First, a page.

This is one of my favourite tales of ballet misunderstandings, but the context takes so long to describe that it’s almost untellable verbally.
Let’s start with the main characters – Glen Tetley, one of the most gentle, quiet, and modest people I’ve had the pleasure of working with. When he worked with us in Berlin setting Voluntaries, we were silent with awe and respect. Then my friend Harald Krytinar, one of the most respectful, courteous and modest dancers I know. Helpful to a fault, he’d not only open a door for you, he’d sandpaper the edges with his teeth to make it close properly if necessary.
Next you need to understand the location. In the building of the Deutsche Oper Berlin, there are two lifts, one large one near the stage, a kind of goods lift. Then there’s the passenger lift further up the corridor that was used more frequently by the dancers.
Now the situation. There’s a full call of Voluntaries on stage at the Deutsche Oper, which finishes around lunch time. All’s gone fairly well, and so everyone’s piling off the stage and heading for the lifts. As there are a lot of pressages in Voluntaries, one couple are practising the pressage in the corridor, next to the goods lift.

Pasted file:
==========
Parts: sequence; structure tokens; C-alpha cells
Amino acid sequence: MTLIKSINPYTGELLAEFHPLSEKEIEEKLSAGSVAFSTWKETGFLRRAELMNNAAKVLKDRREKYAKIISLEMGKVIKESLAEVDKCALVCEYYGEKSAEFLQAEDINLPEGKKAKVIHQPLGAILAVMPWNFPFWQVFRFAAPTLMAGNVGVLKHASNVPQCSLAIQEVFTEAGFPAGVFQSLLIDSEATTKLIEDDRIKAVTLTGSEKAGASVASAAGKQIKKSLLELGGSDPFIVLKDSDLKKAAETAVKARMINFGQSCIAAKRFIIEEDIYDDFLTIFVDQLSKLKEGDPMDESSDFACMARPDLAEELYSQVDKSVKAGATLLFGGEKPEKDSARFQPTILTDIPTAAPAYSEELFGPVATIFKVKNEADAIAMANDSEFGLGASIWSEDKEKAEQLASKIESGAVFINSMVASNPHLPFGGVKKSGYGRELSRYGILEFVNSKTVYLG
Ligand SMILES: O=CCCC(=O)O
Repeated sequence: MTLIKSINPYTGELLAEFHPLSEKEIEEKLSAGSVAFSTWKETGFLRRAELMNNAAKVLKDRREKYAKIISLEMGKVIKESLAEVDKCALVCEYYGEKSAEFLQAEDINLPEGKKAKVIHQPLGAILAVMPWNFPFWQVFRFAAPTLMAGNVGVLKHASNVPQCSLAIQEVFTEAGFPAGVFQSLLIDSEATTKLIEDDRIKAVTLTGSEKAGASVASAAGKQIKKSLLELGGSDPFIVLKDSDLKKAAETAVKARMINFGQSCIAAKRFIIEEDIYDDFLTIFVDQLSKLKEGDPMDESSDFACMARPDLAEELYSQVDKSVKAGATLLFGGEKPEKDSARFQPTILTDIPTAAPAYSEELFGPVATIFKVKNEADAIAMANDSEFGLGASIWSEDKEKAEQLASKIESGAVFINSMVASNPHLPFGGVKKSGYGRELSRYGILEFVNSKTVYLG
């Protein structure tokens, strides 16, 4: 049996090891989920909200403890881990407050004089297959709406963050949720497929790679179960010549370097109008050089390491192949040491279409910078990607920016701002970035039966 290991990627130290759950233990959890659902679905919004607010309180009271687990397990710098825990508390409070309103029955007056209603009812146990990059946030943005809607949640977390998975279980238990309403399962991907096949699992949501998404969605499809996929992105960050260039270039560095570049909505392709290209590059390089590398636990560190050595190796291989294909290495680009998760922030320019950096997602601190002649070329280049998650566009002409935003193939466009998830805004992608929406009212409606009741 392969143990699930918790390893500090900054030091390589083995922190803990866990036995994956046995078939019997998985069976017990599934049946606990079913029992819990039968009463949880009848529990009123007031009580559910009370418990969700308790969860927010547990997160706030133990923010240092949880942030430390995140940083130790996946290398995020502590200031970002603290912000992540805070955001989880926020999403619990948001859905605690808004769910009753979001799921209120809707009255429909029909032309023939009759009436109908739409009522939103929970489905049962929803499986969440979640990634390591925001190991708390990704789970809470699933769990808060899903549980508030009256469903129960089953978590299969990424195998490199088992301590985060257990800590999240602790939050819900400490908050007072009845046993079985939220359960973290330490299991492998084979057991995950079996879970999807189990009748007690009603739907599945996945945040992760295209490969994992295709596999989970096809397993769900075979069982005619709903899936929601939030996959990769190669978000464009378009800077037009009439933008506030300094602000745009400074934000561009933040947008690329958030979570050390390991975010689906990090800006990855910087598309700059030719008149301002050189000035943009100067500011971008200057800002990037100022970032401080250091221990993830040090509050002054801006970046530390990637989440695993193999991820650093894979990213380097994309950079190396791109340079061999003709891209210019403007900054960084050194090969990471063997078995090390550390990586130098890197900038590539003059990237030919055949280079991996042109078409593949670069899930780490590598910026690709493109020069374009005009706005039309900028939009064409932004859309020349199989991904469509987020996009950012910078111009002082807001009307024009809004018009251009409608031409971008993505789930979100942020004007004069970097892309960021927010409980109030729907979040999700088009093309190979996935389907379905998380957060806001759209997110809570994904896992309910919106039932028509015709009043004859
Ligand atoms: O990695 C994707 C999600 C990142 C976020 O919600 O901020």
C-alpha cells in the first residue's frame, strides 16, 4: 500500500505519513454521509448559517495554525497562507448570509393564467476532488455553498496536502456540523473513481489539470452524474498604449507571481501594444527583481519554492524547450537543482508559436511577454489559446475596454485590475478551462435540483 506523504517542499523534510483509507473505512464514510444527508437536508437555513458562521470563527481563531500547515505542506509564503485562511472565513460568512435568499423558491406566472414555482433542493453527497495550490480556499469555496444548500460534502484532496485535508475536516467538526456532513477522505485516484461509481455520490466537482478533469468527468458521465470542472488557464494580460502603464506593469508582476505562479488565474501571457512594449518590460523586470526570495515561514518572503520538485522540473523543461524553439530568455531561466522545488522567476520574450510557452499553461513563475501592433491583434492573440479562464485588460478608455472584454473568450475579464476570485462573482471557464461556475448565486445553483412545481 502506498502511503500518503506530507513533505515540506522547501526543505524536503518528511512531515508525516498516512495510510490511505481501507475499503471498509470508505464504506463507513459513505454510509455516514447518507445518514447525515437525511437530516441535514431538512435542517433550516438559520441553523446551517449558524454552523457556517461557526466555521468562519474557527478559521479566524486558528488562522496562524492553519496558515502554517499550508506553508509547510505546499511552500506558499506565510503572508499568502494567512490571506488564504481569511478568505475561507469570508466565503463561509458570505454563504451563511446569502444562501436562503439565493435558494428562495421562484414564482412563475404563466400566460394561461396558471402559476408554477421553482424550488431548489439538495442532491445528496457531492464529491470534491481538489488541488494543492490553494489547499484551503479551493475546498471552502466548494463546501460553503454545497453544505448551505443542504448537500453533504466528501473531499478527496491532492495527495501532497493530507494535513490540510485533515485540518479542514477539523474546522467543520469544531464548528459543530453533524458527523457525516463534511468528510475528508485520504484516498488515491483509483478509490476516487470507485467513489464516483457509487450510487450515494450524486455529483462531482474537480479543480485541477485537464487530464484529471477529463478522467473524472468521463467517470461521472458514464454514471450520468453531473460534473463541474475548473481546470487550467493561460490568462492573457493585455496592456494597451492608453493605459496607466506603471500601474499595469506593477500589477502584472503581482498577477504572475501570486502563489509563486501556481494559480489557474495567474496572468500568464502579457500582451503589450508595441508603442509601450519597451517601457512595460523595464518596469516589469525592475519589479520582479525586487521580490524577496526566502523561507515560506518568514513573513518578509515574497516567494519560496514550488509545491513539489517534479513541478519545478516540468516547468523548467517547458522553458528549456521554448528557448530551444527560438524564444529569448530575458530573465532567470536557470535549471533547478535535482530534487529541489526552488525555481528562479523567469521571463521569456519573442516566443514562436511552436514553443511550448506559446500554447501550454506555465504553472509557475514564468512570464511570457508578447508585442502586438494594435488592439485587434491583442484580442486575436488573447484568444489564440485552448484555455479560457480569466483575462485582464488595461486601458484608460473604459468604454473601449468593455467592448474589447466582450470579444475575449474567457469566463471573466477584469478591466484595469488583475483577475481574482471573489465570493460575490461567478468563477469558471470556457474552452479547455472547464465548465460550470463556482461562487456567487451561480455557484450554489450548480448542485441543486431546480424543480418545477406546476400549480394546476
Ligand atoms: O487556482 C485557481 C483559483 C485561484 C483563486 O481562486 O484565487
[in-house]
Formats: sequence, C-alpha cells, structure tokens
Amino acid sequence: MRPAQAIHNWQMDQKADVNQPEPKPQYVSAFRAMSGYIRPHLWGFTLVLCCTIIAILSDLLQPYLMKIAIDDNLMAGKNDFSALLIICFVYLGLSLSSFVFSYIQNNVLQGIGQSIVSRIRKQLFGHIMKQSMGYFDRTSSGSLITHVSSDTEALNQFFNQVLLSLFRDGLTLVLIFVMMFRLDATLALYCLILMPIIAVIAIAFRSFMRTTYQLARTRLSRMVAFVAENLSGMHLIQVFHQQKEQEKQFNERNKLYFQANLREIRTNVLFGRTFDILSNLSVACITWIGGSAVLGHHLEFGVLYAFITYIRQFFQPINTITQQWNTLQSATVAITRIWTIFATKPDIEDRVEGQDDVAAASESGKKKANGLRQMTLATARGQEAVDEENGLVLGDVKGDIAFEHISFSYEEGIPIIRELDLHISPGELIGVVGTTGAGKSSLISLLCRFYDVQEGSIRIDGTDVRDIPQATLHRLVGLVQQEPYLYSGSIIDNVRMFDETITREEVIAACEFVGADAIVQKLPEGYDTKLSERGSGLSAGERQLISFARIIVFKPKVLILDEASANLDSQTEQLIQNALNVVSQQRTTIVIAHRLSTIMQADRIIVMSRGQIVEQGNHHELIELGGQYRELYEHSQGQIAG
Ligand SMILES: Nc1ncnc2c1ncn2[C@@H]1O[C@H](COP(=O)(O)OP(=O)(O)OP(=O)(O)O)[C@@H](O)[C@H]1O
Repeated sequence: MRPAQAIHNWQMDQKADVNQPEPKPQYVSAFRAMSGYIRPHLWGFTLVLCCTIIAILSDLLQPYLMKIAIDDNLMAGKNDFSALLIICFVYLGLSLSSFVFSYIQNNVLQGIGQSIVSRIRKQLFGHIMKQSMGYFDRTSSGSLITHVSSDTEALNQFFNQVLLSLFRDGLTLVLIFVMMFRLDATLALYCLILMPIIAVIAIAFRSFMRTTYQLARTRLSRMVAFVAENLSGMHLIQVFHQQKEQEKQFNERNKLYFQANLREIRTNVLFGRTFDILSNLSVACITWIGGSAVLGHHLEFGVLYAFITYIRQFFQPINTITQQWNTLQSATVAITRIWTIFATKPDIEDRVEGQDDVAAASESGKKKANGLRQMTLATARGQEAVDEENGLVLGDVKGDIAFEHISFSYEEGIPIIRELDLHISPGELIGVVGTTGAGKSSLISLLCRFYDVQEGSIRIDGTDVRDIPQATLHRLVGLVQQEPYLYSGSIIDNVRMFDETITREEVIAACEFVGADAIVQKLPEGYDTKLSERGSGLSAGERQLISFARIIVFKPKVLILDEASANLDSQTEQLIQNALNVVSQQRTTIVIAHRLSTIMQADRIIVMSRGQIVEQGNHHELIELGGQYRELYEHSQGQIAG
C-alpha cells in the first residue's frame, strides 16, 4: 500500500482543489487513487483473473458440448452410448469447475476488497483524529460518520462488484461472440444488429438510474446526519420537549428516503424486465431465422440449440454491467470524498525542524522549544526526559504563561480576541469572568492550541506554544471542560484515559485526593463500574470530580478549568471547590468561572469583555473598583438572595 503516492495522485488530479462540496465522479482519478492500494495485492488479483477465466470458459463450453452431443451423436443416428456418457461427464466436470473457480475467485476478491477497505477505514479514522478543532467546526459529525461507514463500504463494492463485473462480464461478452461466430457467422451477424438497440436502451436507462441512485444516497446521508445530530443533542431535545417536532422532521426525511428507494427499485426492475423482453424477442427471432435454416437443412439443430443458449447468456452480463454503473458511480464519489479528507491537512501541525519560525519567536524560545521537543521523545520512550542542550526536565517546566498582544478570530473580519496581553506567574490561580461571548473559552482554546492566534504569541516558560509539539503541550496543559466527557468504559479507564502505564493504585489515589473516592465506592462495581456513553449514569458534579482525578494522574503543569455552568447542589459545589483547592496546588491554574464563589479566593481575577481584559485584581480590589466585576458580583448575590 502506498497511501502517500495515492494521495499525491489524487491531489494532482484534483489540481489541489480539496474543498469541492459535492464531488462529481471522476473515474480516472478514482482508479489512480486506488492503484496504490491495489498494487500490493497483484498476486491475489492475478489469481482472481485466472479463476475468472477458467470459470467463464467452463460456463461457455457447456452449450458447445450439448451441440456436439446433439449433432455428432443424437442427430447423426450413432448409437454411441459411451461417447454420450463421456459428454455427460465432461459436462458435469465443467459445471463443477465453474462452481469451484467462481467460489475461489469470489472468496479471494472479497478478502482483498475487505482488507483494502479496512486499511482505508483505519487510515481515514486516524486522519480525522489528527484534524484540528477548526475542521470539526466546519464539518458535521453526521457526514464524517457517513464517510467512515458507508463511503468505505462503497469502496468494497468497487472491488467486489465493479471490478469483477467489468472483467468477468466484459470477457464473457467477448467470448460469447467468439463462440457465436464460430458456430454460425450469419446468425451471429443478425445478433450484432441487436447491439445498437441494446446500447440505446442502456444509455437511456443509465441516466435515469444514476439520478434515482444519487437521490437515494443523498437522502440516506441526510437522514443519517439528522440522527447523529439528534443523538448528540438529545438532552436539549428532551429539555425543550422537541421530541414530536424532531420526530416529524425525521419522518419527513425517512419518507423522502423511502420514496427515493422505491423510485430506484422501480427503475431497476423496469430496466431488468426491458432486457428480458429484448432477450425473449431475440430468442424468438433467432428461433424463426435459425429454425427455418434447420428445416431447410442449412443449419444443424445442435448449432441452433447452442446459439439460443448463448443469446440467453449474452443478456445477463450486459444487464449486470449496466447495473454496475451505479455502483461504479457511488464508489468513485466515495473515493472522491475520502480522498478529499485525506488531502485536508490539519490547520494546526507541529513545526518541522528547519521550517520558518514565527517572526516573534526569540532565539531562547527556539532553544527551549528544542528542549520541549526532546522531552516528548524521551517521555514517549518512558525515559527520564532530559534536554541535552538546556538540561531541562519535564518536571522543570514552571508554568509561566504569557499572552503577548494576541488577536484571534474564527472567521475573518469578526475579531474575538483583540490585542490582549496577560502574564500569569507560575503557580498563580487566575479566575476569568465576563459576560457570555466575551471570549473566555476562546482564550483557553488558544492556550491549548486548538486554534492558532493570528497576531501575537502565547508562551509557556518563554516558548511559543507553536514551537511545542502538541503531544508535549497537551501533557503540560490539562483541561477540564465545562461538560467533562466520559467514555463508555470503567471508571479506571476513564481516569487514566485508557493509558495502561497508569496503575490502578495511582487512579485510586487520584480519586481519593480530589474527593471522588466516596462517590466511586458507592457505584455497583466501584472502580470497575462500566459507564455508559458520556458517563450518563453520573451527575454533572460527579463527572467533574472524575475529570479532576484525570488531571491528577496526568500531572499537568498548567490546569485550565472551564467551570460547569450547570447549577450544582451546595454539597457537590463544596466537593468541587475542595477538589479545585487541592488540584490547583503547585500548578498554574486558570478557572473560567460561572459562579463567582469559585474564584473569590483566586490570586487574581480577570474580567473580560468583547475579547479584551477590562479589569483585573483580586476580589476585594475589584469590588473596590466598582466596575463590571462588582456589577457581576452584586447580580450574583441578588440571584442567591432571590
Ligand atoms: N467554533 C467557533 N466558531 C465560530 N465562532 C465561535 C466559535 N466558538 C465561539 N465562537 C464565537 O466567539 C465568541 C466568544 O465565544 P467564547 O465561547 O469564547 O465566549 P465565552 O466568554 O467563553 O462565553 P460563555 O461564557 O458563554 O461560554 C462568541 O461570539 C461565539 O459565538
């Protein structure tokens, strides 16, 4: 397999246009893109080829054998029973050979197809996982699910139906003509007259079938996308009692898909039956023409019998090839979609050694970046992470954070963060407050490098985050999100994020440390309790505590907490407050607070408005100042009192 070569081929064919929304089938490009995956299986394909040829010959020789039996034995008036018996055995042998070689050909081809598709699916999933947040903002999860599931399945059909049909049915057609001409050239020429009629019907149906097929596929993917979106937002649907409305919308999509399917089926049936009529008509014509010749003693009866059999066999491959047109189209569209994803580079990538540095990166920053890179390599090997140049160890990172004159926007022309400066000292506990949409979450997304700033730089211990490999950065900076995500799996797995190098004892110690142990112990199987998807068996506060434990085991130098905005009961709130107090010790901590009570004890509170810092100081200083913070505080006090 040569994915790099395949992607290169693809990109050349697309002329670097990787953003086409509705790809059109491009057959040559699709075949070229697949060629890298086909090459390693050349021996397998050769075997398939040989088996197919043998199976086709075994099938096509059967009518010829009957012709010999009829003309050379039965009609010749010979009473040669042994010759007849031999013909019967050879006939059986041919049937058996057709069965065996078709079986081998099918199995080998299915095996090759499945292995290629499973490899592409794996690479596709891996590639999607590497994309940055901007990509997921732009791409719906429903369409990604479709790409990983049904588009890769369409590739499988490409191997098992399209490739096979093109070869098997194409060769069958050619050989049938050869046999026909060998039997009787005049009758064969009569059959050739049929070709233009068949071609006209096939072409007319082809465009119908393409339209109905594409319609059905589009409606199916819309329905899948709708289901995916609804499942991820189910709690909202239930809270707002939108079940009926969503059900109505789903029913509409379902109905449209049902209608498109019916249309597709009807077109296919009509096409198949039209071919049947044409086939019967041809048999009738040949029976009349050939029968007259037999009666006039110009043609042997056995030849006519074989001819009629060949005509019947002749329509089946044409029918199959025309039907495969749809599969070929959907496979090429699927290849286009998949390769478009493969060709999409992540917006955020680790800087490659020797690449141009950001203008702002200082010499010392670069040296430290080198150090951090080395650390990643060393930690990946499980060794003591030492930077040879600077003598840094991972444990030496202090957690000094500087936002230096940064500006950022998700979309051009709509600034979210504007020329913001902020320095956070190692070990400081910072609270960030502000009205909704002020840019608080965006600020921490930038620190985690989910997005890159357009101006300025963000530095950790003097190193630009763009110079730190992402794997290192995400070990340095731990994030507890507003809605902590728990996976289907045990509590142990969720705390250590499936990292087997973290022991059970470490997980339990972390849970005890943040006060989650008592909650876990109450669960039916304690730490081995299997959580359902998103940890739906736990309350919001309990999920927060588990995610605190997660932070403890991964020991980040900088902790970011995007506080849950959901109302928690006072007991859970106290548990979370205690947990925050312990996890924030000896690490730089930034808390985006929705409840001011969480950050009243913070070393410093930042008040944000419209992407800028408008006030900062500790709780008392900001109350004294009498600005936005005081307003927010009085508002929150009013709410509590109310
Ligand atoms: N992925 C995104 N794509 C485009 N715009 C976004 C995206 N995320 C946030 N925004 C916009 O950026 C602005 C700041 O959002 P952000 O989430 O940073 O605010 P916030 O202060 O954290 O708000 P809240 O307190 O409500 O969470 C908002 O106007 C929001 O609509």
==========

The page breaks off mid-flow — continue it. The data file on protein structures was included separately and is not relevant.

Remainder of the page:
Glen Tetley presses the button for the goods lift, and, while he’s waiting, casts an eye over the pressage that’s happening next to him. Harald, who happens to be passing, says to Glen, ‘That lift doesn’t work’. For the first time in all the time I’ve worked with Glen, I see the faintest glimmer of affront. He looks at Harald shocked.
Realising how catastrophically he’d been misunderstood, Harald – now a deeper shade of purple – rushed to repair the situation. Pointing at the grey doors of the goods lift he stuttered “I mean the lift…this lift..the elevator…doesn’t work, you need to use the other one down there…”
The relief on both their faces was a picture I’ve never forgotten.